Tuesday, 1 February 2011

Logs and muck!

Well, the week so far could not have been more different in terms of the weather; bitterly cold on Monday with all of the outdoors team wrapped up in extra layers, but on Tuesday we were working in warm sunshine and down to our shirts. A great start to February!

I spent my Monday in a tractor, moving endless trailer-loads of muck out of a barn that has recently come back in hand. The barn will be used in the future to store wood for seasoning and splitting into logs. These logs will then be used across Attingham in the Bothy, Tearoom and visitor reception in log burners and fireplaces, as well as being on sale to the general public. Which leads nicely into Tuesdays work - splitting logs with the wood processor.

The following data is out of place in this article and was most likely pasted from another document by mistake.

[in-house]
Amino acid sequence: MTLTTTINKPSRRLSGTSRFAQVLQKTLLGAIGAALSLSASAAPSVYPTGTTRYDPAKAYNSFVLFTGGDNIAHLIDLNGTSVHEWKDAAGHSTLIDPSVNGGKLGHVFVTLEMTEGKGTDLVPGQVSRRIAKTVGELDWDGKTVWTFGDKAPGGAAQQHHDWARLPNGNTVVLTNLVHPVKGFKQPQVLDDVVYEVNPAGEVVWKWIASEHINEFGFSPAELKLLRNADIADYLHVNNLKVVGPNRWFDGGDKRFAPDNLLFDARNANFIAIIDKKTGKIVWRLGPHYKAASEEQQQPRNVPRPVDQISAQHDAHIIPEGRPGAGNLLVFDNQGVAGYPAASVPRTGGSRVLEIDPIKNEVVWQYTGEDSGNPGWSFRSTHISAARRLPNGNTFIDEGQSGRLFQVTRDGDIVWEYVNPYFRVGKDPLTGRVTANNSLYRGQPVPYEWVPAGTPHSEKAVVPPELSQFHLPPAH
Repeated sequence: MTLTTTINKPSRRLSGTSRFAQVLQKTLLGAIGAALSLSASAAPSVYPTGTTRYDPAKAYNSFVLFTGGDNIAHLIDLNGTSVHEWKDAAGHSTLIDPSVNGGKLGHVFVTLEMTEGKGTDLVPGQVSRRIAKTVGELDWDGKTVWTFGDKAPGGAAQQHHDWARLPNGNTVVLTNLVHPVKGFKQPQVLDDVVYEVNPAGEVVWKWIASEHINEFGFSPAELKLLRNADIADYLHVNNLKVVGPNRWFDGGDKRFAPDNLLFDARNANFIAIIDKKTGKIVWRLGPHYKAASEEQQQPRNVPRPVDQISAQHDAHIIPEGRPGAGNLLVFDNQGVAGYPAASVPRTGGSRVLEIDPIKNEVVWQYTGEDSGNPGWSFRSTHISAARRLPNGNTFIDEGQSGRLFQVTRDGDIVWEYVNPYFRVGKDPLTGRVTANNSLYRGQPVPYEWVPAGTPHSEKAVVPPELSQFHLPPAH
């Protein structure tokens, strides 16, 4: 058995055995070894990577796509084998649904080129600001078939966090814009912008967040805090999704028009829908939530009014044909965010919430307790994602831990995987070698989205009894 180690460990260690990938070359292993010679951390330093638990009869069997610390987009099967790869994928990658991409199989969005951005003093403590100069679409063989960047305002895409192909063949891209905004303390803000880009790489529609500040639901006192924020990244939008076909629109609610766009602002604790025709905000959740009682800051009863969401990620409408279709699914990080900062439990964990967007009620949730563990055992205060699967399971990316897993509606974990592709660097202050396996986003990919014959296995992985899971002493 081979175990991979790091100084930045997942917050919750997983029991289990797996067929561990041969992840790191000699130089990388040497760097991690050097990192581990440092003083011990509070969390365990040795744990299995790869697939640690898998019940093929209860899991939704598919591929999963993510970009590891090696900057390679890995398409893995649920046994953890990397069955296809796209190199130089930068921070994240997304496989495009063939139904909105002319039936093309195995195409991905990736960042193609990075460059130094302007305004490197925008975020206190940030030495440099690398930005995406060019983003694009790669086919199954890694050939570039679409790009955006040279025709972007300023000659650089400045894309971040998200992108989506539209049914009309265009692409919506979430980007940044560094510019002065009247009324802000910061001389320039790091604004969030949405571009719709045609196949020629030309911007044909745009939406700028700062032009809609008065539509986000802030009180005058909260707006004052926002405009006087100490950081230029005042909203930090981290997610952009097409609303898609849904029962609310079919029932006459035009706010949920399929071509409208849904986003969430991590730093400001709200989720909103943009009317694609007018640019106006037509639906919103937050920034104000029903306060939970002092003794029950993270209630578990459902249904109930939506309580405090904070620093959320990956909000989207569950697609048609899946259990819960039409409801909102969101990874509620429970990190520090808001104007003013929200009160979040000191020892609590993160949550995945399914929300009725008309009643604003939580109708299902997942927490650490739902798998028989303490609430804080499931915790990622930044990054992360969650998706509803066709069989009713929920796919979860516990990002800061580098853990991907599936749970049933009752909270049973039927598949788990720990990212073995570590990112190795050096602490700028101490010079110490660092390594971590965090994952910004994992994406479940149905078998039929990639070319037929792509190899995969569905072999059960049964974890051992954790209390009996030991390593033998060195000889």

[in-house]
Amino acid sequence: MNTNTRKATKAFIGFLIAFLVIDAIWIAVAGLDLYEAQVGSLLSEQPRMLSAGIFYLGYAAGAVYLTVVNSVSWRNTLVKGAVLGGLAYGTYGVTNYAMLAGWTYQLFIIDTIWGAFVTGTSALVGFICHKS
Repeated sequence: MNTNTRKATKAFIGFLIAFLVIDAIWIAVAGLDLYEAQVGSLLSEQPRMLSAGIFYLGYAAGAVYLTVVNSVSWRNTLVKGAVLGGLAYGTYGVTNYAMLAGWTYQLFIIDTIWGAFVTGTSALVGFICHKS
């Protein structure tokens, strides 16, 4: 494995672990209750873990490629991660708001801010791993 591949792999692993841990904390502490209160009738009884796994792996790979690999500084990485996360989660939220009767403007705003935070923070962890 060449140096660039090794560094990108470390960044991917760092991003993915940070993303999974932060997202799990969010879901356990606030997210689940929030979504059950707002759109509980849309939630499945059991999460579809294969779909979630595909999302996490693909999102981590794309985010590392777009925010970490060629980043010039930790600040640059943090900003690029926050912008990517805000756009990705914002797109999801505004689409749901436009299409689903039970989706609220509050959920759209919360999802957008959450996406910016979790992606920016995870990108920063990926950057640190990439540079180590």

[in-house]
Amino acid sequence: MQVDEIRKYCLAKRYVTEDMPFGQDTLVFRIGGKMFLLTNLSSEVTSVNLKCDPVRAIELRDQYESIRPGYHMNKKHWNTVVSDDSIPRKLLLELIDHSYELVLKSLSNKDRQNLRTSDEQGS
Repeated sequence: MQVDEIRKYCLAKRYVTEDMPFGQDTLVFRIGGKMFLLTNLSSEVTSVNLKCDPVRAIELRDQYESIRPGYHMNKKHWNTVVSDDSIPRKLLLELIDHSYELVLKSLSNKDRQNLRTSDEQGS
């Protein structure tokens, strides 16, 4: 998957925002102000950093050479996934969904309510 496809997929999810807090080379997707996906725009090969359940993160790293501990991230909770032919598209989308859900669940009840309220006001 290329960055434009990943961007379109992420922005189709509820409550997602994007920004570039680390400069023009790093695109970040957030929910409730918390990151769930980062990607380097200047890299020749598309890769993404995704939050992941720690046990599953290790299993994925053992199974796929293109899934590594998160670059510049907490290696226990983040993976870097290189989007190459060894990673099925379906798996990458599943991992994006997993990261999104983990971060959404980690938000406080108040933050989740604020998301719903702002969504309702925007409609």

This pile of wood was created after some essential tree surgery on a hornbeam in the garden of one of our tenants. Hornbeam becomes extremely hard once it is dried out, making it difficult to split, so we are turning it into logs while it is still 'green' and then will stack it neatly out of the way and allow it to season.

The log processor makes short work of lengths of timber; cutting the logs to size before feeding them into the hydraulic ram, then carrying the logs up the belt to drop into a waiting box.

Meanwhile, one of our volunteers splits some rounds in a more traditional way. Hard work, but very satisfying!